¶7 An Assistant District Attorney then requested Judge Sprouse to entertain an ex parte hearing on an Application for Sealed Affidavit of Search Warrant. It was argued that since the District Court had authority under 22 O.S.1990, § 1233, to accept the police officer’s return of the search warrant, then the court would also have authority to hear the Application for Sealed Affidavit of Search Warrant. A written Application for Sealed Affidavit of Search Warrant was given to Judge Sprouse. Upon review of the Application for Sealed Affidavit of Search Warrant, Judge Sprouse determined that the Affidavit of search warrant should be sealed. Since the Application for Sealed Affidavit of Search Warrant contained facts from the Affidavit of Search Warrant, the court also determined that the application should be sealed. However, Judge Sprouse determined that the search warrant and accompanying return should be filed and made a public record along with the Order Sealing Affidavit for Search Warrant. In accordance with the Magistrate’s order, the same was filed under Sequoyah County District Court Case No. SW-98-22.

¶8 The State argues that the courts, as an exercise of their inherent power, may control access to their own files and records, or any portion thereof, to protect the identity of witnesses and/or the integrity of an ongoing investigation. The State also asserts that to allow the publication of this information would seriously endanger the welfare and safety of cooperating individuals and hinder the efforts of law enforcement agencies in their investigation.

¶9 On August 25, 1998, Petitioner filed a request for permission to file a reply to the State’s response and attached the tendered reply.1

¶10 For a writ of mandamus, Petitioner has the burden of establishing that (1) he has a clear legal right to the relief sought; (2) the respondent’s refusal to perform a plain legal duty not involving the exercise of discretion; and (3) the adequacy of mandamus and the inadequacy of other relief. Rule 10.6(B), Rules of the Oklahoma Court of Criminal Appeals, Title 22, Ch.18, App. (1997).

¶11 Art. 2, § 30, of the Oklahoma Constitution guarantees:


The right of the people to be secure in their persons, houses, papers, and effects against unreasonable searches or seizures shall not be violated; and no warrant shall issue but upon probable cause supported by oath or affirmation, describing as particularly as may be the place to be searched and the person or thing to be seized.


¶12 The Oklahoma statutory requirements for a search warrant can be found at 22 O.S. 1991, §§ 1221, et seq. The North Dakota statutes served as a model for Oklahoma’s search and seizure provisions. See Comp.Laws Dak.1887, §§ 7613 et seq. However, neither the statutes of North Dakota nor Oklahoma provided for the release of affidavits when filed.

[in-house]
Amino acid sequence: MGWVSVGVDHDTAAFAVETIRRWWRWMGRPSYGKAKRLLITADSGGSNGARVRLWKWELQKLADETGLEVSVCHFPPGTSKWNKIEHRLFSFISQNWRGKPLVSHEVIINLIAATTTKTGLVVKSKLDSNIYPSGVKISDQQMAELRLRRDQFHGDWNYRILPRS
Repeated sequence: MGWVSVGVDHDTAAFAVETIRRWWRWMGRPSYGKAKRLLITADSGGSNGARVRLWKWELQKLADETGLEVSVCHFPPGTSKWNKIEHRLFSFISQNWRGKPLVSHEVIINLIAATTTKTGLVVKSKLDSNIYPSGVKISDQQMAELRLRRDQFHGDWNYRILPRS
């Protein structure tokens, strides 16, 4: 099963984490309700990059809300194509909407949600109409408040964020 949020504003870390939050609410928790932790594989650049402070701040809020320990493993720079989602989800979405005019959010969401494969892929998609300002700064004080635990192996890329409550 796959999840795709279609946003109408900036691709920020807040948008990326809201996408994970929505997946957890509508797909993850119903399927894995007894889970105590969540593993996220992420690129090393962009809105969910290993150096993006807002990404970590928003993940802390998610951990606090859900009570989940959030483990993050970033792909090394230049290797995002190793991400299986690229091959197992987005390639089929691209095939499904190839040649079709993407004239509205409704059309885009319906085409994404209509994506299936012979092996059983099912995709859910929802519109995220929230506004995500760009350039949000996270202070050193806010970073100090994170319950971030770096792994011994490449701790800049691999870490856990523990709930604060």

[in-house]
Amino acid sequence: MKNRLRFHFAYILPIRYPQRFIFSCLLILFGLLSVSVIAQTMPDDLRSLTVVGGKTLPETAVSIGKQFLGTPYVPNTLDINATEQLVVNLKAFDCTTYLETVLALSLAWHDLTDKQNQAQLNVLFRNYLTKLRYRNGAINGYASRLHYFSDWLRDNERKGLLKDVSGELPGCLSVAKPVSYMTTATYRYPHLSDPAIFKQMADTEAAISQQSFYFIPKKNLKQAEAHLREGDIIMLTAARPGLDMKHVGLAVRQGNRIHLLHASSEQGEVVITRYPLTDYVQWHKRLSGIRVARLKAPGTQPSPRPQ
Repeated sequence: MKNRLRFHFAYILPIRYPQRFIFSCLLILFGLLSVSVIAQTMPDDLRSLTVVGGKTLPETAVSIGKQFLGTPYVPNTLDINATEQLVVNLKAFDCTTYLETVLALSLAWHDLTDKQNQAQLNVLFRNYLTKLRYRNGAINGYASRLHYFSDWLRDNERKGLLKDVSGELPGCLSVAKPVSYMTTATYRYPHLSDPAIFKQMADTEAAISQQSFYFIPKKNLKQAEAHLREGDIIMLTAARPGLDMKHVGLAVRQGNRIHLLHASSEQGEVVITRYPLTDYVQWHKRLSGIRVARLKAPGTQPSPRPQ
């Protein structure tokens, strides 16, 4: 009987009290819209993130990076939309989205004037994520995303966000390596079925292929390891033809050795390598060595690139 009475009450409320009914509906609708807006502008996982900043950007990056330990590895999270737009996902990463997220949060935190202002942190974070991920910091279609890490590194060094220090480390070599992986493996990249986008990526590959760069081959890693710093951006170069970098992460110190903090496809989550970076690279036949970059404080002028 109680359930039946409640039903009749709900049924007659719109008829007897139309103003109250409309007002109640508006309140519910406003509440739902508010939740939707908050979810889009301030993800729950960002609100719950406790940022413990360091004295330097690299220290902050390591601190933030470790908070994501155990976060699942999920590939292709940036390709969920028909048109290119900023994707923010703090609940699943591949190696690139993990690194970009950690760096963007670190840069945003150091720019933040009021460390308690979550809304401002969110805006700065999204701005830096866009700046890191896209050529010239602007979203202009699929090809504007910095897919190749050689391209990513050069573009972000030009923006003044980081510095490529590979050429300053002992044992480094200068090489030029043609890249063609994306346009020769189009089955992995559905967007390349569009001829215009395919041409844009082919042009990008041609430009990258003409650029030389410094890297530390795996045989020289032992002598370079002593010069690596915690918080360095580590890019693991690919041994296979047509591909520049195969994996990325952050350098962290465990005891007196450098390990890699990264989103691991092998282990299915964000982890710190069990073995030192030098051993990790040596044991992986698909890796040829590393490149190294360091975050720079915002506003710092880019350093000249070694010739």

¶13 In 1971 the Oklahoma Legislature enacted Section 1224.2 of Title 22 which directs:


In the event the search warrant is executed, then the search warrant, affidavit for search warrant, and transcript of oral testimony, if any, shall be filed with the clerk of the District Court, and shall be indexed by the clerk in alphabetical order. Upon a criminal prosecution being filed, said document shall be filed in said case.


This language indicates a presumption of openness and accessibility.

¶14 North Dakota’s legislature enacted a new statute in 1995 relating to this issue. See Sec. 29-29-22 of the North Dakota Century Code. This Section requires:


The magistrate who issues a search warrant shall order the information in the complaint and warrant confidential, if the law enforcement officer articulates a reason for the confidentiality that convinces the issuing magistrate that limited confidentiality is necessary for the safety of the law enforcement officer or to enable the warrant to be properly served. The magistrate shall limit the duration of the order to the time of the arrest of the accused and shall exempt law enforcement officers in the performance of official duties.


While this North Dakota statute has not been adopted in Oklahoma and does not serve as an interpretation for our statutes, it does provide a point of reference for analysis of the issue presented.

¶15 The federal courts of various circuits have addressed this issue in the context of the Warrant Clause of the Fourth Amendment to the Constitution of the United States and have found that the Fourth Amendment right to be free from unreasonable searches and seizures includes the right to examine the warrant after the search is conducted and the warrant has been returned to the clerk and filed.2 However, it does not appear that the United States Supreme Court has addressed this issue; therefore, we are not presented with cases of binding judicial precedence which must be followed.